Consider the scenario of if there were only one Federal regulator instead of fifty unique and distinct state-by-state regulators, it would actually make it easier for European insurance carriers to come to the United States, appeal to Obama to simplify laws via hiring a sole lobbyist organization and to then move jobs outside of the United States. With the complexity of state-by-state regulation, this makes it more challenging for a European insurer to make an investment to understand what it would take to enter the US insurance market...
Tuesday, October 04, 2011
A CIOs perspective on Buy vs Build...
In my travels, many of the largest P&C insurance carriers are revisiting their decisions in buying policy administration systems and are seriously considering building replacements using modern technologies with people who are in-house. This leads me to conclude that enterprise architecture teams need to wake up to not just the financial considerations behind a decision but to understand IT's role in the business ecosystem and to make decisions within this context.
Many of the P&C carriers feel that vended solutions are in many ways superior to those that could be built in-house. They believe the expertise provided by vendors in system design, implementation and requirements formulation is vastly more efficient and of higher quality than their in-house teams could ever dream of producing. While higher quality is important, they may have concluded that there are considerations that are more important.
In-house solutions allow P&C carriers to attract and retain good IT staff. If everything is outsourced and the in-house role of IT is focused on maintenance then good people may not wish to stay. In other words, good enterprise architects and smart enterprise architecture teams are finally understanding the principles behind Agility. People then process then tools in that order...
Saturday, October 01, 2011
Enterprise Innovation: Finding Value in Ludicrous Ideas...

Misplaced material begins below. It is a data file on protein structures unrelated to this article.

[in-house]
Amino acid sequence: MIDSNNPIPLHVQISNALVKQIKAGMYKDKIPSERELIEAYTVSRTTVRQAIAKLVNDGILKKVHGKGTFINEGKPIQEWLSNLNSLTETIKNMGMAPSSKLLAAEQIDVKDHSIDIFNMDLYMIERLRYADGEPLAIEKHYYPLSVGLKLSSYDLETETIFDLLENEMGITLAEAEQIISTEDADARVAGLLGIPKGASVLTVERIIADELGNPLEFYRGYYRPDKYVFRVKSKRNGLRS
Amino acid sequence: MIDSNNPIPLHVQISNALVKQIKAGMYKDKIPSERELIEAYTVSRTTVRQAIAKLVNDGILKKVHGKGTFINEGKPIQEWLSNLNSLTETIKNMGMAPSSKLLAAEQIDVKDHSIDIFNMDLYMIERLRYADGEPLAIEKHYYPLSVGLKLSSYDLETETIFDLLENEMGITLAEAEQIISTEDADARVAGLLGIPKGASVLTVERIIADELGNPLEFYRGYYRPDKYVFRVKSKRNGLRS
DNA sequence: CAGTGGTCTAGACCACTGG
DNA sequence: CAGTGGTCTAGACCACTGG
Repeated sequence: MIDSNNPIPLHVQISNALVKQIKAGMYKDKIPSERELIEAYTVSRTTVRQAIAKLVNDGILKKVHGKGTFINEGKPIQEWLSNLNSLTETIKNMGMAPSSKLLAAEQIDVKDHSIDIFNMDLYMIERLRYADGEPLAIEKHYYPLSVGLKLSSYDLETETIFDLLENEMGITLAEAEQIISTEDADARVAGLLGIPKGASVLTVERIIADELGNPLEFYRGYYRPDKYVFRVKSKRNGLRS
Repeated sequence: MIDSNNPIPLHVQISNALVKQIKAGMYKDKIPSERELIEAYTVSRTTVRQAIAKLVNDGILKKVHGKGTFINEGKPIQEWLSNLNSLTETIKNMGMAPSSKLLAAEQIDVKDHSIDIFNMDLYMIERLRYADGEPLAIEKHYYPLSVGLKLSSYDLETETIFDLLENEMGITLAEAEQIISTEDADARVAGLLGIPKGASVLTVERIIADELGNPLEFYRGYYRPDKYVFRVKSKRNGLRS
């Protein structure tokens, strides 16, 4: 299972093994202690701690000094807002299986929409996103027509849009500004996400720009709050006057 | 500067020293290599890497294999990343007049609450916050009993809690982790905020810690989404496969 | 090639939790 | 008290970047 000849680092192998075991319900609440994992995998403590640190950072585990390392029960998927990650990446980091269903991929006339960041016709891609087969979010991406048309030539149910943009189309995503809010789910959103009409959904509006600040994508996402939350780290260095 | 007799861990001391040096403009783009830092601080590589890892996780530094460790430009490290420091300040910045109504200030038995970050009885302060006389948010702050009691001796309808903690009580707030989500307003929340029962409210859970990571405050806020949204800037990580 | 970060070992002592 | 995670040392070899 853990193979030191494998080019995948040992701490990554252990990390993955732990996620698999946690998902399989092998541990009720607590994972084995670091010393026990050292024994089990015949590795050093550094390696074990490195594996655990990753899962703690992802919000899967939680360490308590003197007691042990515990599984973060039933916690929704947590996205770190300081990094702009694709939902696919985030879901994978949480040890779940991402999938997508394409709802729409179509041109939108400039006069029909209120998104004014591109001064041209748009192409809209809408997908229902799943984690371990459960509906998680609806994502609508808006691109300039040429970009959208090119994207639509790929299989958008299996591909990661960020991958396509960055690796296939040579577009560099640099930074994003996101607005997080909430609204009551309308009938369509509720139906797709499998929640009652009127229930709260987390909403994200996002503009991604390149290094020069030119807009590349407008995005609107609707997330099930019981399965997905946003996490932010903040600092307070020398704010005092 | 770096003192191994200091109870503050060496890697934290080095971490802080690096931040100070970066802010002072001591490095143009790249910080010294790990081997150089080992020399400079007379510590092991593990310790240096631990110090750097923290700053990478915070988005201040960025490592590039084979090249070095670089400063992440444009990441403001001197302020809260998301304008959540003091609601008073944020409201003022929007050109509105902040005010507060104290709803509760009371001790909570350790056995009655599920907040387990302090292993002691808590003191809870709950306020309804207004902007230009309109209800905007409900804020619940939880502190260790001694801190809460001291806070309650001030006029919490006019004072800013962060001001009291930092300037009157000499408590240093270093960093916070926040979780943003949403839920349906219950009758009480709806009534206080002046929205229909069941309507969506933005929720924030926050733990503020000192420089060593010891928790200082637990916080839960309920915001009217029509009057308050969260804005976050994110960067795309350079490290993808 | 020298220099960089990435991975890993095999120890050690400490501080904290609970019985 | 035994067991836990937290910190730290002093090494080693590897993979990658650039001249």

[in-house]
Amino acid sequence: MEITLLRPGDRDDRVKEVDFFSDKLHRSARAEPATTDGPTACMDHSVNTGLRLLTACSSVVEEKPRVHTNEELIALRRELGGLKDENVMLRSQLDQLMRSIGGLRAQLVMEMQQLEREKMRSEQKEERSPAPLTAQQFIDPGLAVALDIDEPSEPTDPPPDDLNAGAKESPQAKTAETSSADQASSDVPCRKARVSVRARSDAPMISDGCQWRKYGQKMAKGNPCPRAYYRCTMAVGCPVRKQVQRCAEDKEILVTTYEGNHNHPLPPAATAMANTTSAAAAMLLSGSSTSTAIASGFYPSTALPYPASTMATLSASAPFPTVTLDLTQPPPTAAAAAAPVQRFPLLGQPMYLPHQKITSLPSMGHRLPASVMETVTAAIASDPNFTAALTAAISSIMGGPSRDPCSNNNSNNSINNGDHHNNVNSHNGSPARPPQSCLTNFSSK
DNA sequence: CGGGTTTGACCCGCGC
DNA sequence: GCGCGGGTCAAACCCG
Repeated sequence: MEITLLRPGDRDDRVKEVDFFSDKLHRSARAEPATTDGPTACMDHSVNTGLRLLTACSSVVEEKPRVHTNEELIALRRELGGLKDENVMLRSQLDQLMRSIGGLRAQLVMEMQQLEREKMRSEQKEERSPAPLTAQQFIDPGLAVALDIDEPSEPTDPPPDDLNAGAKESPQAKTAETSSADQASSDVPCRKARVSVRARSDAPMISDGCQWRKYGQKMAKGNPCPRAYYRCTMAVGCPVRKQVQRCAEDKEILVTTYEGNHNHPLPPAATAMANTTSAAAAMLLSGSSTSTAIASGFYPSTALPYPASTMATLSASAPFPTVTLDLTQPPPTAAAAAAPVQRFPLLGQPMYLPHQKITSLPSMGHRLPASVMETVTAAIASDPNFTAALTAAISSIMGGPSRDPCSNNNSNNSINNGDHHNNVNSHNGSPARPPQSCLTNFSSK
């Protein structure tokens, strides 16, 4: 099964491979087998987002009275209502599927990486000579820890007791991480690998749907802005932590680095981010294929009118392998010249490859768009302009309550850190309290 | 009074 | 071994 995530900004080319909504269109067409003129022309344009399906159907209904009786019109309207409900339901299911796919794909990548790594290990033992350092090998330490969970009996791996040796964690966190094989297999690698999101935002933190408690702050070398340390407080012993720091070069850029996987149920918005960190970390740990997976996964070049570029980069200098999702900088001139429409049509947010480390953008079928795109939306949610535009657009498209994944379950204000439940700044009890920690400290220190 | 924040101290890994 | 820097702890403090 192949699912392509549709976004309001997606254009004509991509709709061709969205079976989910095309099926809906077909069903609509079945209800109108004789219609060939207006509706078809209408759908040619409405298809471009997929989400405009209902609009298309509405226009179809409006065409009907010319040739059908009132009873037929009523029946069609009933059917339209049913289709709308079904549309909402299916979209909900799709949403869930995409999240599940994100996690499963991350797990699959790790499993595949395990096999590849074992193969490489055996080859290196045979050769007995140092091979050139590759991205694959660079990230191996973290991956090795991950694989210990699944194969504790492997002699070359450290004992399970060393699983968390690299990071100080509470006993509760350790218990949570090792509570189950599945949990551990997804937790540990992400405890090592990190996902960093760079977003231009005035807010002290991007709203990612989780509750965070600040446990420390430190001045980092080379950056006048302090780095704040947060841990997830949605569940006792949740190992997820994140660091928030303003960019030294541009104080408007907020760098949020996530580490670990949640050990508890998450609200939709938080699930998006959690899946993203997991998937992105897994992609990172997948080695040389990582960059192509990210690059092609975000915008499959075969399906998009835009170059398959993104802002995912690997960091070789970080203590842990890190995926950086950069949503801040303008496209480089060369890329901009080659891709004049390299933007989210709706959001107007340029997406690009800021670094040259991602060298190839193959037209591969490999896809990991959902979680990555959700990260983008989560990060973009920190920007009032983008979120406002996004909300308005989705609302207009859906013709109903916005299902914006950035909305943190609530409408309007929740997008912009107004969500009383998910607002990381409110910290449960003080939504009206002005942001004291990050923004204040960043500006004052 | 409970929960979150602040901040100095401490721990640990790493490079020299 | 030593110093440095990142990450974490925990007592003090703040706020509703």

When I started my career in the 80's as an employee of The Hartford, I remember sitting at my heavy wooden desk in the data center reading about the workplace of the future. It was filled with what we know now as cubicles. Two years ago, there was another workplace of the future exhibit in the home office where space and resources were assigned on an as-needed basis. You had to reserve your space if you were a teleworker and the notion of "hoteling" became at the center of the next workplace of the future.
In each of these "innovations", the basic needs of employees were considered, but only in a lowest common denominator sort of way. Much of the innovation in this regard didn't really benefit the 29,000 plus employees of The Hartford as much as it made it easier for about fifty people who coordinate real estate. Have you ever noticed that many of the so-called innovation processes aren't centered around helping the majority come up with better ideas so much as they are to help a few filter existing ideas? Even if we were to create better filters for ideas while not addressing the how and who filters the ideas, can we end up in a better spot?
Apple was created at a time when all other software companies were focused on engineering-oriented principles yet Steve Jobs had a vision centered on the notion of usability. His ideas were initially ignored by the marketplace and even resulted in many failures, yet his persistence never wavered.
Every time I look at the innovation processes of corporations I visit, I always ask myself how back testable are their filters such that they wouldn't get rid of ideas that were originally deemed as ludicrous but now have been proven wildly successful. One example that comes to my is FedEx. FedEx was the result of a student writing their college thesis where the professor indicated that the idea couldn't have possibly worked. Now we know better.
For enterprises that want to be more innovative, wouldn't it be a better practice if they honestly asked themselves the following questions:
- Are executives the right people to filter ideas?
- Should we separate out the person who controls the budget for exploring ideas from the person who approves the ideas?
- Does our process allow us to revisit ideas that may have potential in the future or is it a we have voted, once and done?
- If I do not understand an idea, does that make it bad where the person submitting the idea needs to refine it or does it mean that I should make myself smarter in order to understand it?
- If I declare too many ideas as being ludicrous early in their life-cycles, am I helping or hurting long term innovation?
- If I truly want my enterprise to be king of innovation, how do I eliminate the the fact that fear of failure is often stronger than the desire to succeed, not only within my people but most importantly within myself?